As educators continue to implement NGSS in the classroom, collaboration is key to both our success as teachers and student learning. Questions, feedback, advice based on your experiences? Please comment below to begin our conversation!

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A Growth-Oriented Mindset

“A self-managed classroom is growth-oriented. In a self-managed classroom, making mistakes is part of the territory. In fact, students and teachers understand that making mistakes are not only normal but a necessary sign that learning is occurring. To that end, students demonstrate, analyze and celebrate academic courage- taking risks to speak up in class, ask questions, pose ideas, and try out new concepts and vocabulary. They are not afraid or embarrassed to show they care about learning. They understand and discuss the concept of growth mindset that practice makes you stronger, that engaging in hard work and more challenging problems “grows your brain.” They thrive on embedded cycles of practice, feedback and documented growth in academics, communication, routines, and procedure” (Berger et. al, 2015, p. 3).

According to Berger et al. (2015) a self-managed classroom can be defined by four characteristics, a self-managed classroom is: respectful, active, collaborative and growth-oriented. While all four play a critical role in establishing and nurturing a self-managed, or student-driven inclusive learning community, this week I will focus on: growth-oriented mindset. As you read above a growth-oriented mindset involves risk-taking, collaborative inquiry, and a willingness to add to and revise thinking over time.  So how do we establish a classroom environment where all members (teachers and learners) practice with a growth-oriented mindset?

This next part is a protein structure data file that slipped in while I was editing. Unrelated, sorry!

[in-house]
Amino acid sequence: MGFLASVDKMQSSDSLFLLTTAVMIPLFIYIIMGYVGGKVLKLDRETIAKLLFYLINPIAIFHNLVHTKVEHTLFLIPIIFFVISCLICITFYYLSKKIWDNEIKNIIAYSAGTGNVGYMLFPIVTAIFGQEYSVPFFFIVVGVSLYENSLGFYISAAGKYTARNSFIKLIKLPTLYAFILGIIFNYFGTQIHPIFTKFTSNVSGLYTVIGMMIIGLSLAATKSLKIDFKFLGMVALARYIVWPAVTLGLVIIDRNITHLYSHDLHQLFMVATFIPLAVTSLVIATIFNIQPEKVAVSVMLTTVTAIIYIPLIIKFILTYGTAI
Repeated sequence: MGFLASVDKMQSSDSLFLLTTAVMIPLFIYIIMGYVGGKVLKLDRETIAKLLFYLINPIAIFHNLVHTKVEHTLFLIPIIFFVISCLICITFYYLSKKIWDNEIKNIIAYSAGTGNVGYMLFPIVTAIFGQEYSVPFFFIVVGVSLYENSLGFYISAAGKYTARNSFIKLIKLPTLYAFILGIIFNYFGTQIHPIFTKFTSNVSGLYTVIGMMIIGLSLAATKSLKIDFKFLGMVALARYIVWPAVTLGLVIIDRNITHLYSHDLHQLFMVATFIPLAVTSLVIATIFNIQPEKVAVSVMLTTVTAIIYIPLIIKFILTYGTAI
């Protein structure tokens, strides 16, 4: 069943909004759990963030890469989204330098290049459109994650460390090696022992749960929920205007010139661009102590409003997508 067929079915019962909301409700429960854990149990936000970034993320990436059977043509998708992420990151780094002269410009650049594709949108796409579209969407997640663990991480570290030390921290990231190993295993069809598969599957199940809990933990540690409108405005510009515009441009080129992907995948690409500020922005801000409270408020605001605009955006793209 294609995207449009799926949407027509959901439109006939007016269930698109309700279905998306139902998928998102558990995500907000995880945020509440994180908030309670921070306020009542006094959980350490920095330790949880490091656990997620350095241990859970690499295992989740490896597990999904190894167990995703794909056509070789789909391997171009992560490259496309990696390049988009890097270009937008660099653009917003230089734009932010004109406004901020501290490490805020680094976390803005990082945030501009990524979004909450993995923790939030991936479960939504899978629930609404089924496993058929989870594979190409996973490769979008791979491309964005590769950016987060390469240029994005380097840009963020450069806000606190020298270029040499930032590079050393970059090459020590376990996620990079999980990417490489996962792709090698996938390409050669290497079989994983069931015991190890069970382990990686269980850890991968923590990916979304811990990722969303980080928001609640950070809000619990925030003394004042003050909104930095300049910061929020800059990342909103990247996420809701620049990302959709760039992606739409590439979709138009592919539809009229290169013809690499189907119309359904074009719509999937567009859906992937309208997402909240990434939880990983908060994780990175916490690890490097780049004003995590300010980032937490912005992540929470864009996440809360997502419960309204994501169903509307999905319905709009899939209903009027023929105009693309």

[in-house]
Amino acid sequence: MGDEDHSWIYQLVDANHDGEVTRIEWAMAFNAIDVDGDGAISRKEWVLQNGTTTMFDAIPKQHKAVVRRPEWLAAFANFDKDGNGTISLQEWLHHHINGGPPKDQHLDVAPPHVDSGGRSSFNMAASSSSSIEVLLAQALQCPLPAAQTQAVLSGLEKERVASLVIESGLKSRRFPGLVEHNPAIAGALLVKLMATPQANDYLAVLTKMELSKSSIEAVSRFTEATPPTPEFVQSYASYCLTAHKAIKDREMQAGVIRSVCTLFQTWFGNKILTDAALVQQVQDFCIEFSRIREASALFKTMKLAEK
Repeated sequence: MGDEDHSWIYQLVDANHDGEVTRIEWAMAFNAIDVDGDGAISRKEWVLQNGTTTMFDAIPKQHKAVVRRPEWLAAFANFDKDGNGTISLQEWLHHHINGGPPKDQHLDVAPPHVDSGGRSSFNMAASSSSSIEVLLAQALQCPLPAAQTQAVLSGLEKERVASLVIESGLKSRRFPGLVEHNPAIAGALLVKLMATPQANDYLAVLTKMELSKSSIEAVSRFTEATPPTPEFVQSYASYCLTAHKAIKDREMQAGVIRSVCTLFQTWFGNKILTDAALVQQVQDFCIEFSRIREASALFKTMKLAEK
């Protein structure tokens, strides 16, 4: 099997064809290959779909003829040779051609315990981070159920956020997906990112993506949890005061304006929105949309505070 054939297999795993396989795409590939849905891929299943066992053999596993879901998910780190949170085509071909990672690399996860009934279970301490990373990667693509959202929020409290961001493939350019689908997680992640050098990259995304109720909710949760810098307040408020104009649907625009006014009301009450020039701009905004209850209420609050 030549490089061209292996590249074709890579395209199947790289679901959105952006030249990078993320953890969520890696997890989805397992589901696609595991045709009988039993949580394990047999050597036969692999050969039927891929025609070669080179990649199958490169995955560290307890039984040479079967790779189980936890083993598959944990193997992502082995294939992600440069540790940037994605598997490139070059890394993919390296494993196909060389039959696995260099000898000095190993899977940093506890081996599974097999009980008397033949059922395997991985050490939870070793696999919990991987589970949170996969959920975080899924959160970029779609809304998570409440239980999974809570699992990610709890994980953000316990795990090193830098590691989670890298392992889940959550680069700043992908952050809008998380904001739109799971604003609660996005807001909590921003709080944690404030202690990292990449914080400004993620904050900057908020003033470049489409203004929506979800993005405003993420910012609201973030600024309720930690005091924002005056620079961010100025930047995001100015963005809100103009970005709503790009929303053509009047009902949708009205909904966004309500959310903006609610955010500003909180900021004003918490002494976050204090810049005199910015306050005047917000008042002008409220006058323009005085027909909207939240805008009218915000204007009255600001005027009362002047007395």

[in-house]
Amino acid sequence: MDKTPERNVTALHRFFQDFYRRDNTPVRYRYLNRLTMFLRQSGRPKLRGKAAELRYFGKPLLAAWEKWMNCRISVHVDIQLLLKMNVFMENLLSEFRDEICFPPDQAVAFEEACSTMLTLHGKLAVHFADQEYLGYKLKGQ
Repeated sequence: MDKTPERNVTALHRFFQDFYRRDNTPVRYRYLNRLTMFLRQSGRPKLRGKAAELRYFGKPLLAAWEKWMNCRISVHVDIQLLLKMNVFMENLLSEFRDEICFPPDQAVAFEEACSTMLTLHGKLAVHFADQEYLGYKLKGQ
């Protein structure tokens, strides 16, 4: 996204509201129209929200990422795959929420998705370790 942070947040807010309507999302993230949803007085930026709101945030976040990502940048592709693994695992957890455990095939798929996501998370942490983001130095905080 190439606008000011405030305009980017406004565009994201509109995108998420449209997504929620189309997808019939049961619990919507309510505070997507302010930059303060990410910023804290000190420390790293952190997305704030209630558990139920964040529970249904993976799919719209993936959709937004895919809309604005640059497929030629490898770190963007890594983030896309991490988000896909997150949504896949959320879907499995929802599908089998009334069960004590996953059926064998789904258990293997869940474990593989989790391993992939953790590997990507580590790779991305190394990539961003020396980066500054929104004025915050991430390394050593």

First, we must make thinking (and therefore learning) visible! When thinking is made visible learners are able to revisit, add to, and revise their thinking (or model) throughout a unit.

Next, we as educators must scaffold learning appropriately for each learner. Scaffolding allows access to new concepts and materials for all learners, and encourages independent inquiry. Eventually scaffolding can be taken away as learners become more confident.

How do you establish a growth-oriented mindset in your learning community? Join the conversation in the comment section below!

Pro-Tips:

  • Ms. Laura Westerman (Middle School Science Teacher, STANYS 2017 Conference Presenter): DIY Individual Student White Boards: Buy a piece of shower board ($10 at Home Depot) and cut into smaller sections for a cheaper alternative to dry erase boards. White boards are a great way to encourage student thinking in a “low-risk” setting as white boards are easy to erase! Furthermore, the use of individual white boards make student thinking visible to the teacher quickly, a great check-in for understanding or piece of formative assessment!
  • Courtney Sears, Edutopia Author (A Simple Tool for Fostering Growth Mindset)Use pens, instead of pencils, to keep mistakes, revisions and LEARNING visible! Model the revision process for students by putting a single line through an “old-thought” or section that you would like to now revise.

References:

  • Berger, R., Strasser, D., and L. Woodfin. 2015. Management in the Active Classroom. EL Education: New York, New York.

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Integration = Equity

In 1954 the Supreme Court unanimously ruled that the racial segregation of children in public schools was unconstitutional (Brown v. Board of Education); overturning the ruling of separate, but equal (Plessy v. Ferguson, 1896). Today, segregation is evident in public schools across the United States, it is 2017.  Segregation is inherently unequal and inequitable, yet still across the country young learners are denied the right to an equitable education. How can we “fix” this? As Hannah-Jones (2017) states: “The fight for public schools must be a fight for integration. Period”. Integration, in fact forced integration of public schools is our only chance of providing equitable learning opportunities for all learners: Integration = Equity.